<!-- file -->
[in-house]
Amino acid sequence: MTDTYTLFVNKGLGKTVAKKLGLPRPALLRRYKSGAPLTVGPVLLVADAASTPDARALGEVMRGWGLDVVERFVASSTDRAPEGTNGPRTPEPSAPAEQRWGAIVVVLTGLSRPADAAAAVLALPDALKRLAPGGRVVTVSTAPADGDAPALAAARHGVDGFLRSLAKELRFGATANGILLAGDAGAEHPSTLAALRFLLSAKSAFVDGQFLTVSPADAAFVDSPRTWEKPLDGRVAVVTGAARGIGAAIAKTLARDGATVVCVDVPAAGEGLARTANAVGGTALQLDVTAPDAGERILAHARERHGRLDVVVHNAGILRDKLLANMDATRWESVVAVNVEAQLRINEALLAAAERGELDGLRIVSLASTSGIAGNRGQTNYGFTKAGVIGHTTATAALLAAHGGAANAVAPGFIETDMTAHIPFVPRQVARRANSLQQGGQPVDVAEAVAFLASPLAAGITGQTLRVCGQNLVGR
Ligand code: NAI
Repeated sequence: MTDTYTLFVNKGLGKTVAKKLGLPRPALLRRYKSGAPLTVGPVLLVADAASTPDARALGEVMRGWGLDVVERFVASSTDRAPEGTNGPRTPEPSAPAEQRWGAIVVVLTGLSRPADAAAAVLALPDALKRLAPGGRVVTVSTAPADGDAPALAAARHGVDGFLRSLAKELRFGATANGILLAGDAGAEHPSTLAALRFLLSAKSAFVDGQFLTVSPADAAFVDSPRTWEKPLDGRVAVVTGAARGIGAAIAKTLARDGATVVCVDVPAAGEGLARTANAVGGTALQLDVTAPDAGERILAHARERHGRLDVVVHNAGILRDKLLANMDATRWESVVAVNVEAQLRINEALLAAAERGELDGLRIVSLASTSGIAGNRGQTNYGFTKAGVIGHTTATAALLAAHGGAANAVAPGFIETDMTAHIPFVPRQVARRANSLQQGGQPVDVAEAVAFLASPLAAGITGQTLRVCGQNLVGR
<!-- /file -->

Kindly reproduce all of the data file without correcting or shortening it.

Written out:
[in-house]
Amino acid sequence: MTDTYTLFVNKGLGKTVAKKLGLPRPALLRRYKSGAPLTVGPVLLVADAASTPDARALGEVMRGWGLDVVERFVASSTDRAPEGTNGPRTPEPSAPAEQRWGAIVVVLTGLSRPADAAAAVLALPDALKRLAPGGRVVTVSTAPADGDAPALAAARHGVDGFLRSLAKELRFGATANGILLAGDAGAEHPSTLAALRFLLSAKSAFVDGQFLTVSPADAAFVDSPRTWEKPLDGRVAVVTGAARGIGAAIAKTLARDGATVVCVDVPAAGEGLARTANAVGGTALQLDVTAPDAGERILAHARERHGRLDVVVHNAGILRDKLLANMDATRWESVVAVNVEAQLRINEALLAAAERGELDGLRIVSLASTSGIAGNRGQTNYGFTKAGVIGHTTATAALLAAHGGAANAVAPGFIETDMTAHIPFVPRQVARRANSLQQGGQPVDVAEAVAFLASPLAAGITGQTLRVCGQNLVGR
Ligand code: NAI
Repeated sequence: MTDTYTLFVNKGLGKTVAKKLGLPRPALLRRYKSGAPLTVGPVLLVADAASTPDARALGEVMRGWGLDVVERFVASSTDRAPEGTNGPRTPEPSAPAEQRWGAIVVVLTGLSRPADAAAAVLALPDALKRLAPGGRVVTVSTAPADGDAPALAAARHGVDGFLRSLAKELRFGATANGILLAGDAGAEHPSTLAALRFLLSAKSAFVDGQFLTVSPADAAFVDSPRTWEKPLDGRVAVVTGAARGIGAAIAKTLARDGATVVCVDVPAAGEGLARTANAVGGTALQLDVTAPDAGERILAHARERHGRLDVVVHNAGILRDKLLANMDATRWESVVAVNVEAQLRINEALLAAAERGELDGLRIVSLASTSGIAGNRGQTNYGFTKAGVIGHTTATAALLAAHGGAANAVAPGFIETDMTAHIPFVPRQVARRANSLQQGGQPVDVAEAVAFLASPLAAGITGQTLRVCGQNLVGR